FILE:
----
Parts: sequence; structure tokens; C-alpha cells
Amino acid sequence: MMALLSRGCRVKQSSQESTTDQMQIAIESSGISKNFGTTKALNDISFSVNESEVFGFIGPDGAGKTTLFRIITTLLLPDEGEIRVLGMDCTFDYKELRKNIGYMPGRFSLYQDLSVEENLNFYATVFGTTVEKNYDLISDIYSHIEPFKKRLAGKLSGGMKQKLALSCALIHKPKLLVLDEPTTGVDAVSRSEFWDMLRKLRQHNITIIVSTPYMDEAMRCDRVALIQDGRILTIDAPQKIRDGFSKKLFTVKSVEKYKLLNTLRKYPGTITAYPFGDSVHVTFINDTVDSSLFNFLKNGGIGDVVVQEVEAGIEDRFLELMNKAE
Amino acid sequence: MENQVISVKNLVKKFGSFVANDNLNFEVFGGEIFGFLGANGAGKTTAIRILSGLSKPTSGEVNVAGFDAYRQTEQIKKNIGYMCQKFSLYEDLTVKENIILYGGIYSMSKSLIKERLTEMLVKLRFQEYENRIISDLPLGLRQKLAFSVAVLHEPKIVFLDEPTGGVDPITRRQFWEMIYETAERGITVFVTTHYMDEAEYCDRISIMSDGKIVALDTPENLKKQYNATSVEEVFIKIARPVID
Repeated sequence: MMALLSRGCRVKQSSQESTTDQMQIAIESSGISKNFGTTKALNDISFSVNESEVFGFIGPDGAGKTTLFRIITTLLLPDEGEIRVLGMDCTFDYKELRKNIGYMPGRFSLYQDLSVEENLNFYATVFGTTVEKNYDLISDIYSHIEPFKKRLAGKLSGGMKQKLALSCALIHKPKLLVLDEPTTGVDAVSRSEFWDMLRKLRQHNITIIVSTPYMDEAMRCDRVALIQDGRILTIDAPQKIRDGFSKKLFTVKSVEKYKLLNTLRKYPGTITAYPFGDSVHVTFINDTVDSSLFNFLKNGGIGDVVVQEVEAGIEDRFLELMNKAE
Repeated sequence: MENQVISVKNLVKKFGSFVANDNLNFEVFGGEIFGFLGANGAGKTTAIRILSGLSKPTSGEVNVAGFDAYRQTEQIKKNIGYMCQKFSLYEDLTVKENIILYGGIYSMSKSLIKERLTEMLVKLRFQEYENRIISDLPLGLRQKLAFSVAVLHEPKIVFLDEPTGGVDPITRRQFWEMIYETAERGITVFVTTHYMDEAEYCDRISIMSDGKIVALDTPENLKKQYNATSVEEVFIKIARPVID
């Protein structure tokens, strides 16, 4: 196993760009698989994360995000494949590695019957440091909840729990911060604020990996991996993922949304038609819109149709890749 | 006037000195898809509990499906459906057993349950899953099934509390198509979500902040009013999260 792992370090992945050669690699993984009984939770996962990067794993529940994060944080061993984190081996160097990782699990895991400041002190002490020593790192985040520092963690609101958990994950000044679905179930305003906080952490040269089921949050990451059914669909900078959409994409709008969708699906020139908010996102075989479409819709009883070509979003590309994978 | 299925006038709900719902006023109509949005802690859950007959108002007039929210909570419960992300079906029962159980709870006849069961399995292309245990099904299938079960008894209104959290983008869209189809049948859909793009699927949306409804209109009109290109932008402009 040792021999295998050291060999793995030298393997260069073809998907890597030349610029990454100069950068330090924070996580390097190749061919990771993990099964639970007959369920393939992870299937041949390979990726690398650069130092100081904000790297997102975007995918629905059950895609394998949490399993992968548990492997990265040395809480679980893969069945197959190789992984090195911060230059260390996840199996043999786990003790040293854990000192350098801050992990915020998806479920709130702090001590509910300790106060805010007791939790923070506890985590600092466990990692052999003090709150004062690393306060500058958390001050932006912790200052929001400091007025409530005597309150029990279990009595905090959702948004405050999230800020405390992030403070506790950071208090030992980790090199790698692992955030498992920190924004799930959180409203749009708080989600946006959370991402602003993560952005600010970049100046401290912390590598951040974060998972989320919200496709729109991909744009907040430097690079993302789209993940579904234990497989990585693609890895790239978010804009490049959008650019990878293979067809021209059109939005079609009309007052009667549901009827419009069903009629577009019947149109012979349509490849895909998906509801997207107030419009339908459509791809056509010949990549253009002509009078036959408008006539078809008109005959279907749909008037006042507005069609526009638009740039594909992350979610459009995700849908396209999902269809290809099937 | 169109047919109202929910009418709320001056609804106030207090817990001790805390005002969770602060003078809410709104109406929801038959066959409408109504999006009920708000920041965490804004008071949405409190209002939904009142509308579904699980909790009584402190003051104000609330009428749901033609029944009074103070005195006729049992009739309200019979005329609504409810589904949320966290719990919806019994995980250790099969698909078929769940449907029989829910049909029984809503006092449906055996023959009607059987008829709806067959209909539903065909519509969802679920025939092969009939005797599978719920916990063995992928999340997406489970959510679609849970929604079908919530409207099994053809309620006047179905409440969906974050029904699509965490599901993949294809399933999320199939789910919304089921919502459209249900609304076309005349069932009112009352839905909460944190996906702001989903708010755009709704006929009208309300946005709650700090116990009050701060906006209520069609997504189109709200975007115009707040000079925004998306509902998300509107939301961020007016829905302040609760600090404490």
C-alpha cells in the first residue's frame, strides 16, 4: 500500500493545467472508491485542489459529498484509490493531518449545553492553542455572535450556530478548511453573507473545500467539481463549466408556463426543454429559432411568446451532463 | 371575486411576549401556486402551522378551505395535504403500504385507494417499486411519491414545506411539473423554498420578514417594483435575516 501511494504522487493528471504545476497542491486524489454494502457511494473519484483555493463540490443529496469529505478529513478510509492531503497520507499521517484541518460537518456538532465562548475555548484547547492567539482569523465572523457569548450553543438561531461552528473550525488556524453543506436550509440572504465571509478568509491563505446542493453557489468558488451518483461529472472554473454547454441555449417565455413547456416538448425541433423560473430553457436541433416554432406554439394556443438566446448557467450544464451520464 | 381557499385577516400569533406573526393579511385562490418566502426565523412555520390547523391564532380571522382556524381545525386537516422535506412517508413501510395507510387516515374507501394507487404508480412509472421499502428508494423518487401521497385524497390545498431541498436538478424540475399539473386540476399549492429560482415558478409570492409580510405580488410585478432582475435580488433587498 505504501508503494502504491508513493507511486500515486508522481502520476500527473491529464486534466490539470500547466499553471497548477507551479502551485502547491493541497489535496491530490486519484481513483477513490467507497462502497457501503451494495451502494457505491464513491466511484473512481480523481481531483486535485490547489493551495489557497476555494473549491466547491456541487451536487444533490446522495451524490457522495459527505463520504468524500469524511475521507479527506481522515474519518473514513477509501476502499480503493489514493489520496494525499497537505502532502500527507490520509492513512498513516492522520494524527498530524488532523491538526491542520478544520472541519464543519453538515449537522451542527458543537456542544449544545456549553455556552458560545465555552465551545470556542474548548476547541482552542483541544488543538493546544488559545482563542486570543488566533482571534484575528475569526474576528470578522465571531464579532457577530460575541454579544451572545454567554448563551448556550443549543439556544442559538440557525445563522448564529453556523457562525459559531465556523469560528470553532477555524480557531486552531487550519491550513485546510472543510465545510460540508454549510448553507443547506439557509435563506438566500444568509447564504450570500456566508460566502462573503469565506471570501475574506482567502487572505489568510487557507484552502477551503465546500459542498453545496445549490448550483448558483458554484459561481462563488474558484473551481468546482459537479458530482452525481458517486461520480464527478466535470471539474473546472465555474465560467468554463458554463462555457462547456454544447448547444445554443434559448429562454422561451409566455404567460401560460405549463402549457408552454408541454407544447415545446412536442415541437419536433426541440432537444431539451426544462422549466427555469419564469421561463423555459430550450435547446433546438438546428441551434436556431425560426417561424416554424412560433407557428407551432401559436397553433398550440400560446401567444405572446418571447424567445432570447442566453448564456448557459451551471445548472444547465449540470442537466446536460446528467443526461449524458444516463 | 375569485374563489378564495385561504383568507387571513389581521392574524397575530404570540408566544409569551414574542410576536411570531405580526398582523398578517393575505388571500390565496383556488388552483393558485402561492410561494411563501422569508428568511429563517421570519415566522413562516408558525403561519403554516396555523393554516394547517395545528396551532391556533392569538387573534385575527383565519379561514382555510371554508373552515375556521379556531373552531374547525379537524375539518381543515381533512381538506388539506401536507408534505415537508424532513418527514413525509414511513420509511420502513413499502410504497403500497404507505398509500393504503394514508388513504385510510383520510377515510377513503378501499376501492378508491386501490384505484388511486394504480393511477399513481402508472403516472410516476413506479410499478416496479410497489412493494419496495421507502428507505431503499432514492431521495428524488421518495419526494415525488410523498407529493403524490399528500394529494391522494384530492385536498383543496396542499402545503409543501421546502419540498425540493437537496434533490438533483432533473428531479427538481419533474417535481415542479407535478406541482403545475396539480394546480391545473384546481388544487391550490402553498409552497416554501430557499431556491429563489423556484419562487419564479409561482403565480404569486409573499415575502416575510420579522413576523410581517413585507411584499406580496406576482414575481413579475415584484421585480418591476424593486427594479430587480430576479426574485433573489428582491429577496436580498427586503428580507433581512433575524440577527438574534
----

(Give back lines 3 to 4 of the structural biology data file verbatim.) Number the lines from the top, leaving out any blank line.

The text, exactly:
Amino acid sequence: MENQVISVKNLVKKFGSFVANDNLNFEVFGGEIFGFLGANGAGKTTAIRILSGLSKPTSGEVNVAGFDAYRQTEQIKKNIGYMCQKFSLYEDLTVKENIILYGGIYSMSKSLIKERLTEMLVKLRFQEYENRIISDLPLGLRQKLAFSVAVLHEPKIVFLDEPTGGVDPITRRQFWEMIYETAERGITVFVTTHYMDEAEYCDRISIMSDGKIVALDTPENLKKQYNATSVEEVFIKIARPVID
Repeated sequence: MMALLSRGCRVKQSSQESTTDQMQIAIESSGISKNFGTTKALNDISFSVNESEVFGFIGPDGAGKTTLFRIITTLLLPDEGEIRVLGMDCTFDYKELRKNIGYMPGRFSLYQDLSVEENLNFYATVFGTTVEKNYDLISDIYSHIEPFKKRLAGKLSGGMKQKLALSCALIHKPKLLVLDEPTTGVDAVSRSEFWDMLRKLRQHNITIIVSTPYMDEAMRCDRVALIQDGRILTIDAPQKIRDGFSKKLFTVKSVEKYKLLNTLRKYPGTITAYPFGDSVHVTFINDTVDSSLFNFLKNGGIGDVVVQEVEAGIEDRFLELMNKAE